City Council talks finances, SPLOST, petition at workshop -, South Georgia News, Weather, Sports

City Council discusses finances, SPLOST, petition


The city of Savannah is dealing with another fallen tree that has caused damage. Except this time, the city is taking responsibility.

How is this situation different from Shanta Greene's case? Greene sued the city after a tree fell on the pickup truck she was in and left her maimed. A jury awarded her $12 million in that case.

In this situation, the city says there was report filed about the condition of the tree. The city told WTOC in the case of Greene no report or notice was filed with the city.

At Thursday's City Council meeting, council members voted to reimburse a homeowner nearly $37,000 after a tree fell on the porch of his Washington Avenue home. According to the city, Park and Tree crews inspected the tree in question after the homeowner reported the condition through a 311 call. The Park and Tree Dept. recommended the tree be taken down, but the tree fell before they were able to do that.

"Park and Tree inspected the tree as the result of the 311 call. They did not get back in time and the tree fell on top of the house," said Mayor Edna Jackson. "The neighbor did due diligence in reporting this instance."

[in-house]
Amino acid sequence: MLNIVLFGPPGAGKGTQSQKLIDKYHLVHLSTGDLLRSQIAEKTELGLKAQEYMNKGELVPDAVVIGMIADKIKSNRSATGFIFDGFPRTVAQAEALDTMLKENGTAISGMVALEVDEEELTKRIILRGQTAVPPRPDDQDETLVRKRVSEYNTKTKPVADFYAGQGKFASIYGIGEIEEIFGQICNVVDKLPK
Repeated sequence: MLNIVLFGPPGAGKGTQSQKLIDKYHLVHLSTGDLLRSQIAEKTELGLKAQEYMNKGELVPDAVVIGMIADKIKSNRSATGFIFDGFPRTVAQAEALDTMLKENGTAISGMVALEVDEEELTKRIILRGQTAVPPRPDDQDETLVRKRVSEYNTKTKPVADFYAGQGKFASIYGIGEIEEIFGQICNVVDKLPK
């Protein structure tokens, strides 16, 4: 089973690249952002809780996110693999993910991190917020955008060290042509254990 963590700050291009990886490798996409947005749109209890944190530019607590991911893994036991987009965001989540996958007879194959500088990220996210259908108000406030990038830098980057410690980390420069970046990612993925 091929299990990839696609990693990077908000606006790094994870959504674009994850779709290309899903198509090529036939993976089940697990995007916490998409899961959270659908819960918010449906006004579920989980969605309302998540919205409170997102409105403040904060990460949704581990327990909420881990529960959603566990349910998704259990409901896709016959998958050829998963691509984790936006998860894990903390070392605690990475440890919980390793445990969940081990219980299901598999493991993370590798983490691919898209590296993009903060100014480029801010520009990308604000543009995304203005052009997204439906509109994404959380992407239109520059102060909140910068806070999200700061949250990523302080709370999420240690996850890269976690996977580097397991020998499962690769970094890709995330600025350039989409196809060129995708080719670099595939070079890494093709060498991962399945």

Also at the meeting, council members approved the resolution for the city's Special Purpose Local Option Sales Tax list.

Before the meeting, the City Council held a workshop. One of the main agenda items was an update on the city's finances. The city is dealing with $3.4 million less in revenue from last year's budget. The city's chief financial officer said this is mainly due to the loss in Local Option Sale Tax  revenue after the settlement with the county.

The city is taking cost savings measures, and is anticipating close to $2.7 million in savings at the end of this year's budget. However, with the loss in revenue the city will still have to draw more than $1 million from the Sales Tax Stabilization Fund.

City Manager Stephanie Cutter said this is just a temporary balancing solution.

"We have to reexamine our service delivery whether it's the service frequency or the way we provide municipal services," Cutter said.

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